Music meeting culture is always a beautiful occurrence to witness and Desert Trip 2016 was a great event for that to happen. A culmination + gathering of six of THE most iconic rock and roll groups of all time, along with 75,000 of their closest friends and fans in the heart of the beautiful California desert.
Politics and Art collide with the first generation of protesters. We can say, "Old-Chella," or other clever terms, but people forget it was a historic gathering of musical legends. In some cultures besides our western culture, people of age have experience and that wisdom is met with respect and admiration; this was our mindset when attending this event. This was a rare opportunity to see musical icons I've only heard in recorded form.
Bob Dylan set the stage for the weekend with an enchanting set reminiscent of the vintage Americana that inspired his early work. Black and white images of the desert solidify the feeling of running down Route 66 while listening to a crackly AM radio. And of course, it wouldn’t be a Dylan performance without “Like a Rolling Stone”, the namesake for the band following him. The Stones owned the stage with energy not even found in performers 50 years younger. Though the songs have decreased in tempo and Mick Jagger’s voice has weathered with the years, the band can still play with the rest of them. Apparently sex, drugs, and rock ‘n roll represent some kind of magical elixir on par with drinking from the fountain of youth. The final few songs were accompanied by a fireworks display that rival a small town’s Fourth of July Celebration.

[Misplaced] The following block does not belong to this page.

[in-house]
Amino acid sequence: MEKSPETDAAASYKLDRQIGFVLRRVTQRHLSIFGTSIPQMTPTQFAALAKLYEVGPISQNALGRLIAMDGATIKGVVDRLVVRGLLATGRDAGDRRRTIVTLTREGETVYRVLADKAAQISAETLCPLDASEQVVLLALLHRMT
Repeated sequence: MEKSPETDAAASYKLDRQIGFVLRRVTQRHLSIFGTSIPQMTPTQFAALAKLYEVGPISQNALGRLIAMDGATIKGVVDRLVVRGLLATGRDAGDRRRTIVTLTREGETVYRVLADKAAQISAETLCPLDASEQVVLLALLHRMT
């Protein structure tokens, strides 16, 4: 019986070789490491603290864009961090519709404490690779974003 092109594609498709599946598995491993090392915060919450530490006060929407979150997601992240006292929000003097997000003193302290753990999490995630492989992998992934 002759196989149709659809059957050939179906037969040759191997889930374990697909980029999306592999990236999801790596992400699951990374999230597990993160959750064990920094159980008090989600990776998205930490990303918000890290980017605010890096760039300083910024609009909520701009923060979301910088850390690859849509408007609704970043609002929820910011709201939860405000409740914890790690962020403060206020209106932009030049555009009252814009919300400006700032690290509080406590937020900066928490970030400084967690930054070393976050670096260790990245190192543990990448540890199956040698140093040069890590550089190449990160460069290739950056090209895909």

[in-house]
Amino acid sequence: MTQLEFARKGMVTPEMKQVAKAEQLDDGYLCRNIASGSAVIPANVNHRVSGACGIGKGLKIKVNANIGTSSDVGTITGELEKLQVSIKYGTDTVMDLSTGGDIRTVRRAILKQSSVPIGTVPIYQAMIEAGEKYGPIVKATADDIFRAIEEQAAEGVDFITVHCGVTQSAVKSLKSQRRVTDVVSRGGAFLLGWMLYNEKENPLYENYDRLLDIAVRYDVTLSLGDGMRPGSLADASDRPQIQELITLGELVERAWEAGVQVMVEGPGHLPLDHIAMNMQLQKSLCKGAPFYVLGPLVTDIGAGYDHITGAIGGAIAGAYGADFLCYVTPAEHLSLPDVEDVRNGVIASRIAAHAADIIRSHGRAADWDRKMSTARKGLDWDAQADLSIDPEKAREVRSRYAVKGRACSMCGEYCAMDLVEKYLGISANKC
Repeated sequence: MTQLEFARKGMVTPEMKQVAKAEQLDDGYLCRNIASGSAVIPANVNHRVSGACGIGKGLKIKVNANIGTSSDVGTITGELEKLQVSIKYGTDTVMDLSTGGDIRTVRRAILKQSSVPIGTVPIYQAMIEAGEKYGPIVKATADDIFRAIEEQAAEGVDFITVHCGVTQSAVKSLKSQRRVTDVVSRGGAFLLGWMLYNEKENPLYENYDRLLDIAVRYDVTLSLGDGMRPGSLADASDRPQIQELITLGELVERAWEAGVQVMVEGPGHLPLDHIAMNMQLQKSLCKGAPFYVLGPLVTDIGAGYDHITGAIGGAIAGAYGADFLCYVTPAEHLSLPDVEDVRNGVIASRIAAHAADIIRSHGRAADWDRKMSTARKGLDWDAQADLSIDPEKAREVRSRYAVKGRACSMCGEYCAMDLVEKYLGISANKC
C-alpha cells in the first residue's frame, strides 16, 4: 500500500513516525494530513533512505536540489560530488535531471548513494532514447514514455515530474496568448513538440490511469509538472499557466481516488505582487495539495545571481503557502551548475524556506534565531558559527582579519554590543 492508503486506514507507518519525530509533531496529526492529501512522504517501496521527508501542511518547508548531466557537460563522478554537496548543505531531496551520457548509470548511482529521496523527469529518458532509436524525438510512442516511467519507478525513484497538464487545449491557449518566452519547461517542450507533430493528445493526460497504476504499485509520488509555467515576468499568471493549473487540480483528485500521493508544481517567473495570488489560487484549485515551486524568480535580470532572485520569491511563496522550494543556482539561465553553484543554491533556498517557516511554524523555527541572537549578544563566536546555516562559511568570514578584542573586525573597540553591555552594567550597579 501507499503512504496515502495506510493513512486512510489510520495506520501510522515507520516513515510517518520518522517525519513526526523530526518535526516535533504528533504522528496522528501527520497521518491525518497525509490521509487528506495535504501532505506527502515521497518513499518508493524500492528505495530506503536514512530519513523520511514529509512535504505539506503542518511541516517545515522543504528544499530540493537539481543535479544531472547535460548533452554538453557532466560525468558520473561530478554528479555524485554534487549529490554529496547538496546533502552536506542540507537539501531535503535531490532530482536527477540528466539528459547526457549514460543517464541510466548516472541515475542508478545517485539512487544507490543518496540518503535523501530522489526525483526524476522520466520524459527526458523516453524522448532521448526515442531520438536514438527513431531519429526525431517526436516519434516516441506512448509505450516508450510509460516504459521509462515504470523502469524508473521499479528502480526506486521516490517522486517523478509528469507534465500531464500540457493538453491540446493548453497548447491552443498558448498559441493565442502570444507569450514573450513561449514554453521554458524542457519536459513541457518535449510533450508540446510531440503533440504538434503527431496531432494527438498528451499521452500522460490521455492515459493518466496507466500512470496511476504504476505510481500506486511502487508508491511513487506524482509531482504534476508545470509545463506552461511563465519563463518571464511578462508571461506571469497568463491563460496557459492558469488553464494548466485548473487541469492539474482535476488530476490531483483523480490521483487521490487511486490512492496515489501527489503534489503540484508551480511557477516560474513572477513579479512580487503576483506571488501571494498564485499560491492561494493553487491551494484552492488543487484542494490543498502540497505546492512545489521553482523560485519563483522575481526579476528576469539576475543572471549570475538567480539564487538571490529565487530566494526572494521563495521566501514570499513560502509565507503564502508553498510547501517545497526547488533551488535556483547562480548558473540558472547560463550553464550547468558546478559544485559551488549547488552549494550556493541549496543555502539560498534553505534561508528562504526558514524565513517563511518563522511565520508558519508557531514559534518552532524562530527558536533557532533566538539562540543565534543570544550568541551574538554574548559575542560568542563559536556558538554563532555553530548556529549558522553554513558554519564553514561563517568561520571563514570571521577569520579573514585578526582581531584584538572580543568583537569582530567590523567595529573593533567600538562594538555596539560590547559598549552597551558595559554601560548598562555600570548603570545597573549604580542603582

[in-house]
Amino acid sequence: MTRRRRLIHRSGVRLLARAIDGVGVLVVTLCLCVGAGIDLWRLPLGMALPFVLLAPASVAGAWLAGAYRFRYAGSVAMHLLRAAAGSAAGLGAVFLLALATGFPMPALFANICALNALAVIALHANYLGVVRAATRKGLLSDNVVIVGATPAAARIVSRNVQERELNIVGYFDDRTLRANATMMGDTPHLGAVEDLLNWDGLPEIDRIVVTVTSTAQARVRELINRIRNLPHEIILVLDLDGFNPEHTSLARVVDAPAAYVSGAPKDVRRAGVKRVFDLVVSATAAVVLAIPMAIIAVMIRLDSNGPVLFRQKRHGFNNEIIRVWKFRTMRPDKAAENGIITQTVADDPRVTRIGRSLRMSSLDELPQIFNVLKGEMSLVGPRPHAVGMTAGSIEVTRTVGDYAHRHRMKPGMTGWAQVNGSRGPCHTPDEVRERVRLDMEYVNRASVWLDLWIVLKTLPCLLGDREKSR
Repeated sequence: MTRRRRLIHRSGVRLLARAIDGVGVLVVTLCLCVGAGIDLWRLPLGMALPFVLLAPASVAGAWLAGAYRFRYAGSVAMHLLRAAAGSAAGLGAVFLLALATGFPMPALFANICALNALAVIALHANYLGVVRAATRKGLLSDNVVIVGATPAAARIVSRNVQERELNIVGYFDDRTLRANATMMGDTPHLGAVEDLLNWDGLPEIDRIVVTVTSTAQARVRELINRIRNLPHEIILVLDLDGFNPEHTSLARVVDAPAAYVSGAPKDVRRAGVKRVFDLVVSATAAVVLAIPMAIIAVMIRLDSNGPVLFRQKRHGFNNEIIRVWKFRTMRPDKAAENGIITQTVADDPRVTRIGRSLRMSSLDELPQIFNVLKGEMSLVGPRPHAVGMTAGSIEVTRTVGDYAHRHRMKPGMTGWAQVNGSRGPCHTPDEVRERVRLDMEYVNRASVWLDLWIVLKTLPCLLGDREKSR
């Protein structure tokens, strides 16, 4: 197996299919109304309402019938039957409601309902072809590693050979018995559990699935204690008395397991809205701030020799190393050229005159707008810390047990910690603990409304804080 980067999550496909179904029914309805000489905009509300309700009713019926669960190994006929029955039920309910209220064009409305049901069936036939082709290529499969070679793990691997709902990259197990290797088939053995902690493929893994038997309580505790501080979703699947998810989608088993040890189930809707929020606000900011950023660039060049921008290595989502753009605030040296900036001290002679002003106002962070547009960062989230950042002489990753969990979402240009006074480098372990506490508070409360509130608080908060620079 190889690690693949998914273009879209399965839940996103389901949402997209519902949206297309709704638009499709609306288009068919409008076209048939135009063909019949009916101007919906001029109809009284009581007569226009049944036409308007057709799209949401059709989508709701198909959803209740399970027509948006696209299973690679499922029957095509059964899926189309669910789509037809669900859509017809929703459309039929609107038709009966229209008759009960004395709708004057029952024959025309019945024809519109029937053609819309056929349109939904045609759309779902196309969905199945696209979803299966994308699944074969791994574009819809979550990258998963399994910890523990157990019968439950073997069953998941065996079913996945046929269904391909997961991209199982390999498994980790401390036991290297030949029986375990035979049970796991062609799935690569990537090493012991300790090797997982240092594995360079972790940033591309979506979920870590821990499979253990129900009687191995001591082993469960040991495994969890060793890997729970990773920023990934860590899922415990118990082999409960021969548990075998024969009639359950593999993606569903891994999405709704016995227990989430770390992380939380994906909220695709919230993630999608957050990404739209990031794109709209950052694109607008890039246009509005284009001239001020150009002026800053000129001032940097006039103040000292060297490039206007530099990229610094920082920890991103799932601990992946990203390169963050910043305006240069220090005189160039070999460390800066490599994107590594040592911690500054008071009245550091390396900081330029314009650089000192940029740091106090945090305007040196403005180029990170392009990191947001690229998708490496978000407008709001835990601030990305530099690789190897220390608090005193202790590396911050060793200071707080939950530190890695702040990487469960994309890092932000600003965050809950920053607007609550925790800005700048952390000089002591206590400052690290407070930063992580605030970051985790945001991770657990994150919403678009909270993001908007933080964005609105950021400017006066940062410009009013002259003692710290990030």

Day Two began with Neil Young, known for his folklore-esque lyrics and sound, going from slow and calm to distorted hard rock throughout the duration of his set. Always politically motivated, last weekend’s show was no exception. Young protested California, while still praising the state, taking a picnic basket full of seeds and throwing them to nearby people. Paul McCartney lived up to every possible expectation one could imagine. People were on their feet for every song, cheering and singing along to the tunes that played over their radiowaves for the last 50 years like it is the first time they have ever heard them. There is still something surreal about hearing the first song I ever learned on guitar played by one of the original artists. The pinnacle of the night was “Hey Jude”, with every single person singing that same chorus together, matching the volume of McCartney himself. Walking back to the parking lot, the massive crowd started singing the chorus together even though the show was long over.
The Who took Day Three by storm, going all out for the last show of their two-year tour. Daltrey and Pete Townsend continued with their classic microphone swinging and cartwheel antics to the delight of the crowd. Roger Waters closed off the festival with a rousing, psychedelic set that was well-assisted by his new quadraphonic sound system, something he apparently spent the previous several months improving.
In this day and age of social media, it was nice to be reminded of days before the internet, where musicianship and songwriting was centerstage. Here you find people of all walks of life and, surprisingly, I met not a single person from California. And everyone was stoked- incredibly happy and always kind. This made me feel assured that the world is in good hands. Even the staffers were kind and willing to go above and beyond. There was an air of awesomeness throughout the entire three days. In addition, there was also a record store selling a variety of singles and 33’s and a photo exhibit full of vintage rock memories.
All in all...Desert Trip 2016 = an incredible experience with an out-of-this-world lineup. Here's to hoping there will be many more festivals of freedom, musicianship and likemindedness.